“Born in China” is the latest installment in the “Disneynature” documentary series. It’s “Planet Earth” aimed at younger audiences, but any nature lovers can find enjoyment, especially in the stunning cinematography. While other installments have focused on specific species and eco-systems, “Born in China,” directed by Lu Chuan, gets up close and personal with some of the unique species found in China — pandas, snow leopards, cranes, Chiru antelope and golden monkeys. Chuan’s team follows these incredible animals through the seasons and throughout the circle of life while incorporating Chinese spiritual beliefs about life and death.
John Krasinski does his best Sir David Attenborough as the narrator of “Born in China,” though he doesn’t achieve that singular mix of gravitas and cheeky wit that the “Life” and “Planet Earth” legend brings to those classic nature documentaries. Krasinski’s vocal stylings are perfectly homey and serviceable for the task of guiding us through the lives of these special animals.
The footage captured is breathtaking for its access and intimacy to these incredible creatures. A few outtakes during the credits offer a look inside the production process, which involves both stationary secret cameras attached to rocks and the like, as well as production crews trekking out into the wilderness to capture images. The small taste of behind-the-scenes information is so fascinating that you’d almost want to watch an entire documentary just about this process.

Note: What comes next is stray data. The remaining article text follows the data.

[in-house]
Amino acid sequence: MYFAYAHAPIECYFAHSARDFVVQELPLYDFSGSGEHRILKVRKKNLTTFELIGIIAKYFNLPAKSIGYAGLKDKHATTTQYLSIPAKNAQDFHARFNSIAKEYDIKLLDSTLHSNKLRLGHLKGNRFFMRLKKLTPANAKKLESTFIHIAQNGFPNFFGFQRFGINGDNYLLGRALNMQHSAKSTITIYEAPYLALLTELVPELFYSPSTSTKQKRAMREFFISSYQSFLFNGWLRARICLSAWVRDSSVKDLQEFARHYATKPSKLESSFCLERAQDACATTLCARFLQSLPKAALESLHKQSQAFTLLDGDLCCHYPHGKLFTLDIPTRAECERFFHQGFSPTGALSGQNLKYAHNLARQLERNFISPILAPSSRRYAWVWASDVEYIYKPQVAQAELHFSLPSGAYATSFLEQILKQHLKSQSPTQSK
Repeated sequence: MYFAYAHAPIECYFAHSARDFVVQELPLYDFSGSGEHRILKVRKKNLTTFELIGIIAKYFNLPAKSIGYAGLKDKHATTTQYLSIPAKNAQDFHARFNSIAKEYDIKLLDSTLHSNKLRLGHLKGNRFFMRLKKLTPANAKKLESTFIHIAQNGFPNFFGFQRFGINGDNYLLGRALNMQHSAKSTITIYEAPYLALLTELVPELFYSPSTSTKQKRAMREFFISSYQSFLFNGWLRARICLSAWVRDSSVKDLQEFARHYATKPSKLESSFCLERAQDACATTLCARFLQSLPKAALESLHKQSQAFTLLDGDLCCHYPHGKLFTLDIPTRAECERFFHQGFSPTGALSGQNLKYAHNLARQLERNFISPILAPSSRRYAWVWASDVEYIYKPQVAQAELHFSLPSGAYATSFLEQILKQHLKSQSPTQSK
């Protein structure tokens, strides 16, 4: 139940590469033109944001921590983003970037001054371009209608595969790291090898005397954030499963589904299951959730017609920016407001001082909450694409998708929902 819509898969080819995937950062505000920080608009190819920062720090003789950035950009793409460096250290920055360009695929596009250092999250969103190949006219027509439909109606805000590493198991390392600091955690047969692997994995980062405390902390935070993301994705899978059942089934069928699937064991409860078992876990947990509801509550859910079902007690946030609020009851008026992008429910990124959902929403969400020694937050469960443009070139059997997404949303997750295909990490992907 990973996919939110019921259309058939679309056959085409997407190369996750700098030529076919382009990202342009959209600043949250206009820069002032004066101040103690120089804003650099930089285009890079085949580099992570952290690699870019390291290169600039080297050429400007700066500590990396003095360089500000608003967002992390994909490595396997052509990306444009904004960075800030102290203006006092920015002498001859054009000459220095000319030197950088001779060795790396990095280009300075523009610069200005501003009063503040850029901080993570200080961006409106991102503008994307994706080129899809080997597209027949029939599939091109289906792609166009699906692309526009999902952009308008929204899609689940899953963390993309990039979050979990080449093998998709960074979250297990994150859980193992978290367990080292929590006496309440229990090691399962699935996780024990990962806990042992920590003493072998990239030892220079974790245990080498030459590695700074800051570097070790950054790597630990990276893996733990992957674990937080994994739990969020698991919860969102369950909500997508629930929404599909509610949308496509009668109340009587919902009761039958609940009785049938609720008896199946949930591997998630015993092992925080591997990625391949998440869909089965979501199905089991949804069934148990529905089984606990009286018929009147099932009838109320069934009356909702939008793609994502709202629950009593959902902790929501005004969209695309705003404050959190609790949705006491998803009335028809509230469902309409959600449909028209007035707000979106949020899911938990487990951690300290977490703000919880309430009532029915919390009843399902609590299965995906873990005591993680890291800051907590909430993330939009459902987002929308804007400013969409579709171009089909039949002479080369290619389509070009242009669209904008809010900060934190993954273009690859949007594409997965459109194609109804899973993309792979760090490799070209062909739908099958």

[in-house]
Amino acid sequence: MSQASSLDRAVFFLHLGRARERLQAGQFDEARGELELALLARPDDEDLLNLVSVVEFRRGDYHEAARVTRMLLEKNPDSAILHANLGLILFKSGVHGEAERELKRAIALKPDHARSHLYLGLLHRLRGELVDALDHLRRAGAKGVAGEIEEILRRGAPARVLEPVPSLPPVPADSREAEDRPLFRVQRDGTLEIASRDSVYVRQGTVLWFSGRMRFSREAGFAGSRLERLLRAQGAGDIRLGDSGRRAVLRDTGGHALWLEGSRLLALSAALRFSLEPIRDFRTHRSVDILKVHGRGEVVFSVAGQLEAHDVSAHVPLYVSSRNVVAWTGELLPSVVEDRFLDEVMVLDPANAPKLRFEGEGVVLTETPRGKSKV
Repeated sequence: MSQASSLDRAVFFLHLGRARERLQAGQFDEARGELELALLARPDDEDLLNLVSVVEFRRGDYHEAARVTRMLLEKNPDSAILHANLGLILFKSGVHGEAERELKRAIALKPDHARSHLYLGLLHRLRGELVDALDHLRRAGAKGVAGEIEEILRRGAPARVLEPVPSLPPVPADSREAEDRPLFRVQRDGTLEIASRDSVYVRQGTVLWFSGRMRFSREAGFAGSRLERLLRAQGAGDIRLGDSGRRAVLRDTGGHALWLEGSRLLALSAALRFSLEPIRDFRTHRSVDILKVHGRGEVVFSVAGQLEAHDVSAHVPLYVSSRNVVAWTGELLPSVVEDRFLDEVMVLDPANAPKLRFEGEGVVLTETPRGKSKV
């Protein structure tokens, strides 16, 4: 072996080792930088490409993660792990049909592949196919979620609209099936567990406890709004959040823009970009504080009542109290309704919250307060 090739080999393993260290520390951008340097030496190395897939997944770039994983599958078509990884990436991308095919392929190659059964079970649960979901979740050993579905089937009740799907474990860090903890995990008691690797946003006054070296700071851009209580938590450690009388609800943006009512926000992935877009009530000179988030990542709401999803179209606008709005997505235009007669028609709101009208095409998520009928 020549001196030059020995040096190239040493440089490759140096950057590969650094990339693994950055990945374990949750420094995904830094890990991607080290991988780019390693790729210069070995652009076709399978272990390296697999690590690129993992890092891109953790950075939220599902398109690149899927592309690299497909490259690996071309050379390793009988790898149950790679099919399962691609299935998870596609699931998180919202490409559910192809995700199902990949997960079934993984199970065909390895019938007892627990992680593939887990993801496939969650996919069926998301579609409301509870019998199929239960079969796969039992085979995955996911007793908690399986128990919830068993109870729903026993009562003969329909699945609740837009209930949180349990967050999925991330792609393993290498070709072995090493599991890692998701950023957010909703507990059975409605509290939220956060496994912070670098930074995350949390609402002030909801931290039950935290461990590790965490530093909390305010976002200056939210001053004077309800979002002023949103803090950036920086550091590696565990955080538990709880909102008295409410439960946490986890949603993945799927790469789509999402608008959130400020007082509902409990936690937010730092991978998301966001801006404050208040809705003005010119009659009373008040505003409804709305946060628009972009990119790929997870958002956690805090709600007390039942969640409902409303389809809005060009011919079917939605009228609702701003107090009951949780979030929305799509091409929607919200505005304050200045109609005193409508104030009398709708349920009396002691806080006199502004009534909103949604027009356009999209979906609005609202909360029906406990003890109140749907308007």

The drama captured is remarkable, from a territorial snow leopard standoff to the first steps of a baby panda and the antics of a group of young golden monkeys — though it’s clear that some of these interactions have been coaxed together by creative editors for maximum narrative enjoyment. The editors weave stories worthy of any Disney classic — Tao Tao the golden monkey is shunned by his family after the arrival of his baby sister, but his peers, the Lost Boys, don’t offer much solace either. Dawa the snow leopard hunts ferociously to provide for her cubs, but is it enough? Ya Ya the panda carefully guides her baby, Mei Mei, through the process of growing up.
As a nature film, “Born in China” stays resolutely within the confines of its region and topic, and provides no information about whether these animals were endangered or threatened by development, predators or climate change.
Despite its Earth Day release, it doesn’t educate about how to help protect these animals, and that feels like a missed opportunity.